Today St. James is a thriving congregation which serves as the cathedral for the Episcopal diocese of Chicago. It is located at 65 East Huron Street, half way between Navy Pier and Cabrini Green. The Cathedral’s soaring architecture is stunning, and the interior is luminous. Yet this St. James would not be recognizable to Daisy or her family–in anything other than the faith of its communicants and the strength of its community.
In 1834–one year after Chicago was incorporated–Daisy’s grandmother hungered for the Episcopal liturgy she had grown up with. Juliette Magill Kinzie and John Harris Kinzie called to their log cabin likeminded friends. There, Episcopalians initially gathered.
|The Kinzie house, across the river from Ft. Dearborn, in 1832.|
Outgrowing the Kinzies’ parlor, they borrowed the Presbyterian church. Juliette Kinzie became the driving force for a permanent place of worship. Her efforts culminated in the appearance of the first Episcopal priest in the near-wilderness that was then Chicago. The Rev. Palmer Dyer arrived, stayed with the Kinzies, and on the morning of Sunday, October 12, 1834, celebrated the first Episcopal service in Chicago. That was 177 years ago this month.
Juliette Kinzie’s efforts on behalf of the fledgling congregation were tireless. Within three weeks the Episcopalians were meeting in a barely framed building on North Water Street. In less than a year, the young state of Illinois elected its first Episcopal bishop, Philander Chase, to preside over its three nascent dioceses. This was news to Bishop Chase. He was serving as Bishop of Ohio, but philosophically accepted the call to move further west. Bishop Chase rose to the challenge of creating an infrastructure on the frontier, and in 1839 founded Jubilee College in Brimfield, Illinois, just as he had earlier established Kenyon College in Gambier, Ohio. The mission of both colleges was to train priests to minister to the vast Midwest as it was rapidly filling with Episcopalians migrating from the East.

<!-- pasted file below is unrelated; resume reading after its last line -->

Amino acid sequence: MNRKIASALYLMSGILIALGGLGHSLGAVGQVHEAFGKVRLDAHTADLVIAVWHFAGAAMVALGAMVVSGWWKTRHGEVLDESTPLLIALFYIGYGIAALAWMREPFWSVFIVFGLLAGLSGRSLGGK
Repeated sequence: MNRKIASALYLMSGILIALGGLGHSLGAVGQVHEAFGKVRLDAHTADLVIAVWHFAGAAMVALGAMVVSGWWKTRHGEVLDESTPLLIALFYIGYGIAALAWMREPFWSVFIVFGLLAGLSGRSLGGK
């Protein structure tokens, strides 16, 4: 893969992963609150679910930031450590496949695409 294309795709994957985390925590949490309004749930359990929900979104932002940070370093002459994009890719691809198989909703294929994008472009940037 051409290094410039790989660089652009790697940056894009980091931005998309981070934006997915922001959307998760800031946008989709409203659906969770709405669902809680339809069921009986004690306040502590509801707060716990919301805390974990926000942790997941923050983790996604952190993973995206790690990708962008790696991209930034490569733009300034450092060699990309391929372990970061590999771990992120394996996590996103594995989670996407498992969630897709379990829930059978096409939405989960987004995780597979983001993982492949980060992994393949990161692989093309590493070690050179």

Checking on the parishioners at St. James was hazardous. Juliette Kinzie recalled that the roads leading to Chicago were so poor that “the Bishop always had a few accidents, and generally some broken bones.” Once so many ribs were cracked that he could not stand unaided to preach. Considerate parishioners made him a sort of chair from a washstand and placed it on the undersized pulpit. Daisy’s mother, Nellie Kinzie Gordon, remembered the moment that things went wrong: when the Bishop adjusted his skull cap. At that point, the “chair” leg slipped off the pulpit, and the bishop went shooting into the chancel “like a catapult.” Stunned silence ensued and the bishop lay awkwardly on the floor. Eventually someone helped him and, nothing daunted, Bishop Chase climbed back up onto the rickety washboard chair and continued to sermonize for another hour and a half.
In 1835, Juliette and John Kinzie donated two parcels of land for the building of a proper church. Juliette Kinzie and the other women in the St. James Ladies’ Sewing Society raised nearly $6,000 to fund Chicago’s first brick church. By Easter of 1837, Episcopal Chicagoans were worshiping in their own building. Juliette Kinzie taught Sunday school to children in the basement. It was in this unostentatious church on the prairie that Juliette and John’s daughter, Nellie, was baptized and confirmed.
In 1852, the church moved to the corner of Wabash and Huron Streets, very near to its present-day location. John Kinzie was a member of the building committee. The church they erected seated over one thousand people, evidence of the growth of St. James. In this more magnificent edifice, Nellie was married to William W. Gordon of Savannah, Georgia. When Nellie and Willie brought their children north, it was to St. James Church that they all went to worship. Daisy knew it as her home church in Chicago.
|St. James in 1871, looking like it did when Daisy worshipped here as a girl.|
The Kinzie Church, as it was called in acknowledgement of the time, money, and energy invested by Daisy’s grandparents, has had a long and fascinating history. Its magisterial architecture, particularly the lovely nave, have drawn local residents and famous guests–as diverse as Abraham Lincoln and Martin Luther King–for years. Ogdens, Palmers, Newberrys, Bowens, Ryersons, Leiters, and De Kovens were among the many leading families of Chicago who were members of St. James. The church–now cathedral–has a tradition of extraordinary music, which was true also in Daisy’s time.
Daisy Gordon Low was strong and faithful life-long Episcopalian. Her Christianity mattered deeply to her. With a grandmother like Juliette Kinzie Gordon perhaps this is no surprise.
|St. James Cathedral today|
For photos of St. James Cathedral and for more on its history, go to www.saintjamescathedral.org. For even more information, read Rima Lunin Schultz’s The Church and the City (Chicago: The Cathedral of St. James, 1986). The quotes in this blog come from Schultz, 24.
Both photos from Wikimedia.